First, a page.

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Mars Arizona - Passenger side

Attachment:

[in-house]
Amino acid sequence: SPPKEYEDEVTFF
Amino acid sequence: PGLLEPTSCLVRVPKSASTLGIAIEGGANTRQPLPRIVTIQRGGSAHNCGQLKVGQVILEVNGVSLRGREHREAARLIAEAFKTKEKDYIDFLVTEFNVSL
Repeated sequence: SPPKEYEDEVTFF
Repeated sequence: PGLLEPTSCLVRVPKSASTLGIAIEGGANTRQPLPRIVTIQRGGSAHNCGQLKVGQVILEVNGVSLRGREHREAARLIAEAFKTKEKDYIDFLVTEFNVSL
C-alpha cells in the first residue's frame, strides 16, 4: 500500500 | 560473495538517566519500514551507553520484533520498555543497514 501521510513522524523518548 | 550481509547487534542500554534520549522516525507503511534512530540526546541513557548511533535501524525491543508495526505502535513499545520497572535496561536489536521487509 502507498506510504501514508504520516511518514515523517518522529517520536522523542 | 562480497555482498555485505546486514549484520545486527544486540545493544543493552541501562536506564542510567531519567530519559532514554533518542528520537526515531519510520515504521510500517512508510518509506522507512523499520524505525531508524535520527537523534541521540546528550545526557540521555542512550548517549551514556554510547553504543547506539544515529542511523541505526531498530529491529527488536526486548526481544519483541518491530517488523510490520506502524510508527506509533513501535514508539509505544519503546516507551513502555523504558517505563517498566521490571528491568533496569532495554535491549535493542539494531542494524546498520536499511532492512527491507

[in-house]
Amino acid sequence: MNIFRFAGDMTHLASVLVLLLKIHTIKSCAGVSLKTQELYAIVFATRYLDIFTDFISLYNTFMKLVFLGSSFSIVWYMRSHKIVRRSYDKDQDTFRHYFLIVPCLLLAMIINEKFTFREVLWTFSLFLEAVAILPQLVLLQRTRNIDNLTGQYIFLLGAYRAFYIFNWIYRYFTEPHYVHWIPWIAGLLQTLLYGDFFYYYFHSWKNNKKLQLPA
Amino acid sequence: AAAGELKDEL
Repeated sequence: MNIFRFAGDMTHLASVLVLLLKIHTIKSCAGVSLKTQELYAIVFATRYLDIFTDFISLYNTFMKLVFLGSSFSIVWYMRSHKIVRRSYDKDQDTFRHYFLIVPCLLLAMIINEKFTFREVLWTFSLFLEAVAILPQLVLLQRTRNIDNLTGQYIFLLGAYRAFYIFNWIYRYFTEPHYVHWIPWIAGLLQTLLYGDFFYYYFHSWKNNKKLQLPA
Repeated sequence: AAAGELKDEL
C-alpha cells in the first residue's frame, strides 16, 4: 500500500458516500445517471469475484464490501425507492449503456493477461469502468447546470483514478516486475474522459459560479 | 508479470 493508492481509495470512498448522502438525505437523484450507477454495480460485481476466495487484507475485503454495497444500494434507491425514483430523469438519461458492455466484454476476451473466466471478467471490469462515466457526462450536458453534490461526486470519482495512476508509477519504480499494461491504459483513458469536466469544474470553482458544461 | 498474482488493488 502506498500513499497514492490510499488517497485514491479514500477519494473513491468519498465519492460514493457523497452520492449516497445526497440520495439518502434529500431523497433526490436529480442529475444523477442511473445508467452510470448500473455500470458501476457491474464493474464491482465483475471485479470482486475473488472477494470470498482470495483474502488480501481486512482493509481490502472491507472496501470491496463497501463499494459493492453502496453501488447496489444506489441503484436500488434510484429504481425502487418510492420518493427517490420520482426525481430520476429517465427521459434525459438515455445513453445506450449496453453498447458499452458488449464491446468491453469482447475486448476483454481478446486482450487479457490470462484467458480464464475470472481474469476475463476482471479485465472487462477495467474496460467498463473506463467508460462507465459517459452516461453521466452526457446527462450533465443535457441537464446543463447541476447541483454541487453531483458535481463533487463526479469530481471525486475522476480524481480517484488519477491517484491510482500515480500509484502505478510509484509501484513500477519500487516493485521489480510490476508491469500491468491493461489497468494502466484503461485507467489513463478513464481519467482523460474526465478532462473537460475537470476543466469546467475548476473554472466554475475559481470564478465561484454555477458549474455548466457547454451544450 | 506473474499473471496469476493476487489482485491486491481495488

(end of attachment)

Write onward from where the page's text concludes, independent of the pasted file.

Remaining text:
As our phone interview takes place, Paul Knowles is in the passenger seat of a car that's somewhere between Collinsville, Illinois, where he's just visited his daughter and granddaughter, and Athens, Georgia, home of the next night's gig. Behind the wheel and fielding the occasional question fragment that's deflected her way is Nicole Storto, the other half of the duo Mars Arizona. (The name is a nod to an otherworldly section of northern Arizona.) It's a scene that suggests the same spirit of cooperation and harmonious coexistence that drives the pair's second release, All Over The Road, on which Knowles and Storto comfortably swap songwriting credits and lead vocals. "Our intention, actually, is kind of to be two artists," Knowles explains. "When people come to see us, they get two solo artists, but we're accompanying each other and blending into one thing." Knowles, the much-traveled son of a Baptist preacher, and Storto, a former tennis star at San Diego State University, met in a record store in Tempe, Arizona. After several sessions and the recording of some promising demos, they moved to Chicago. "We thought, 'Chicago is a music town. Let's go out there and see what's going on,'" recalls Knowles, sounding as if moving halfway across the country is a decision you make over the morning paper. Mars Arizona was soon debuting at the Double Door, but a job offer for Knowles led the pair to San Francisco, where they began to play out even more and developed a following. All Over The Road, recorded in neighboring Mill Valley and Cotati, is more stripped down than their band-aided debut, Love Songs From The Apocalypse. Drummer Kenny Aronoff (known for his work with John Mellencamp and many others) and multi-instrumentalist Emory Joseph each oomph up a couple of tracks with their presence, while Chad Manning, the fiddler in David Grisman's band, vies for secret-weapon status with his work on a handful of cuts. But for the most part, it's Storto and Knowles doing the driving -- the former on guitar and harmonica, the latter on pretty much anything within reach. (To give you an idea, Knowles plays acoustic guitar, electric guitar, slide guitar, bass, piano and drums on "He Broke Your Heart", an easygoing rocker that splits the difference between Chuck Prophet and Greg Trooper.) The album is largely about loss and recovery, with three songs dedicated to those now gone. Knowles and Storto use a variety of musical approaches to impart their themes and to convey emotions. It's an eclectic mix, from the rocked-up honky-tonk of the title track (a tribute to Mike Flannagan, a late Knoxville DJ whose radio show gives the album its title) to the half-classic-country/half-folk feel of "Streets Of Milwaukee" to the keyboard-pop leanings of the closing pair "Goodbye Peace" and "Good Morning". There are also three covers, grouped together near the beginning. The Buck Owens/Harlan Howard song "Excuse Me, I Think I've Got A Heartache" was a tip of the hat to their fathers' record collections; John Lennon's "Working Class Hero" and "Elvis Presley Blues", from Gillian Welch & David Rawlings, are simply songs Knowles and Storto love. "With 'Excuse Me,' Buck played it really fast, and he didn't sound really sad about anything. So we slowed it down and made it a little sad," says Knowles. "It was the exact opposite for the Gillian Welch song. We thought, 'Let's stick our necks out.' I mean, who are we to be covering Gillian Welch? But we really like the song and wanted to give it a little church groove. Throw the organ in there, make it like Elvis going to church."